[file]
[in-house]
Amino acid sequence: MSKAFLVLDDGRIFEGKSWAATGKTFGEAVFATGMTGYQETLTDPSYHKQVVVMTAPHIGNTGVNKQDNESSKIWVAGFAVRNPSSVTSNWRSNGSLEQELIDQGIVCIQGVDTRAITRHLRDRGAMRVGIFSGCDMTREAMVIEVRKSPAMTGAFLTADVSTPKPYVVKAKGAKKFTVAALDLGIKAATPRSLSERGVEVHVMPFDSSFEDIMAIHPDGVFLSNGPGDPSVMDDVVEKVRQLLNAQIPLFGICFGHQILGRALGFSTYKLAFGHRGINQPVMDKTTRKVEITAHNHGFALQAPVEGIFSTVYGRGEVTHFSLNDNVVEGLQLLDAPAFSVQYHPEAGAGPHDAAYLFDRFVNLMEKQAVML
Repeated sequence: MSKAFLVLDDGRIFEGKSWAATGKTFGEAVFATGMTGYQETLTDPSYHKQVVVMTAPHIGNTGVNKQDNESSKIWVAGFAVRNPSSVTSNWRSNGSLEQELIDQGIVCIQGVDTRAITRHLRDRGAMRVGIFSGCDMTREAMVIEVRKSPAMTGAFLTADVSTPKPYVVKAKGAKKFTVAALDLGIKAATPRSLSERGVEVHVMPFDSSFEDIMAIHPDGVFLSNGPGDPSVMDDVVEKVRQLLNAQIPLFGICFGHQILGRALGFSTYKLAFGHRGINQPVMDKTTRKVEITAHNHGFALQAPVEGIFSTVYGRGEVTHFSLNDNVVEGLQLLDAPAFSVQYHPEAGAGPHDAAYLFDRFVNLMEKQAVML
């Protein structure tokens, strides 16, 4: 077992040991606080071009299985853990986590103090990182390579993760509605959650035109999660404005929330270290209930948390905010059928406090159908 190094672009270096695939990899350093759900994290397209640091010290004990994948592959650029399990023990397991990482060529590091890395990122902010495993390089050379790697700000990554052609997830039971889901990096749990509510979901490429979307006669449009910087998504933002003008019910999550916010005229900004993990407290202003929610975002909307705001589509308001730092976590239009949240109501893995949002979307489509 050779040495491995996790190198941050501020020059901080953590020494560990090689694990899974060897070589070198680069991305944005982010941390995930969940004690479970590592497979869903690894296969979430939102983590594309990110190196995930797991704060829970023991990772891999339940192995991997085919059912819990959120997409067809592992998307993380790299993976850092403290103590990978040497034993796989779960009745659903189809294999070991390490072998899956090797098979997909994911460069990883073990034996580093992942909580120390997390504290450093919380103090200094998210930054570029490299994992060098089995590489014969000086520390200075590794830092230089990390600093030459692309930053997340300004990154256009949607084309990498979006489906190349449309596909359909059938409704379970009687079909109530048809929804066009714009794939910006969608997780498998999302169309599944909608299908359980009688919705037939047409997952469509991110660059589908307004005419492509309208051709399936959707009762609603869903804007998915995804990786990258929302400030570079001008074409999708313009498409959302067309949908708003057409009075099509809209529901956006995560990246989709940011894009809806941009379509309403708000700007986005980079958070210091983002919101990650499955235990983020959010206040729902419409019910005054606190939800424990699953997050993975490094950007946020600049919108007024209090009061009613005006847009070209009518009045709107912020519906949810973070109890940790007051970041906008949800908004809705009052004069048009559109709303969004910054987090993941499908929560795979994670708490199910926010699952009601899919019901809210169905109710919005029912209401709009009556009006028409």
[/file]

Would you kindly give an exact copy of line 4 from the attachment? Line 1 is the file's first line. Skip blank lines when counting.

């Protein structure tokens, strides 16, 4: 077992040991606080071009299985853990986590103090990182390579993760509605959650035109999660404005929330270290209930948390905010059928406090159908 190094672009270096695939990899350093759900994290397209640091010290004990994948592959650029399990023990397991990482060529590091890395990122902010495993390089050379790697700000990554052609997830039971889901990096749990509510979901490429979307006669449009910087998504933002003008019910999550916010005229900004993990407290202003929610975002909307705001589509308001730092976590239009949240109501893995949002979307489509 050779040495491995996790190198941050501020020059901080953590020494560990090689694990899974060897070589070198680069991305944005982010941390995930969940004690479970590592497979869903690894296969979430939102983590594309990110190196995930797991704060829970023991990772891999339940192995991997085919059912819990959120997409067809592992998307993380790299993976850092403290103590990978040497034993796989779960009745659903189809294999070991390490072998899956090797098979997909994911460069990883073990034996580093992942909580120390997390504290450093919380103090200094998210930054570029490299994992060098089995590489014969000086520390200075590794830092230089990390600093030459692309930053997340300004990154256009949607084309990498979006489906190349449309596909359909059938409704379970009687079909109530048809929804066009714009794939910006969608997780498998999302169309599944909608299908359980009688919705037939047409997952469509991110660059589908307004005419492509309208051709399936959707009762609603869903804007998915995804990786990258929302400030570079001008074409999708313009498409959302067309949908708003057409009075099509809209529901956006995560990246989709940011894009809806941009379509309403708000700007986005980079958070210091983002919101990650499955235990983020959010206040729902419409019910005054606190939800424990699953997050993975490094950007946020600049919108007024209090009061009613005006847009070209009518009045709107912020519906949810973070109890940790007051970041906008949800908004809705009052004069048009559109709303969004910054987090993941499908929560795979994670708490199910926010699952009601899919019901809210169905109710919005029912209401709009009556009006028409």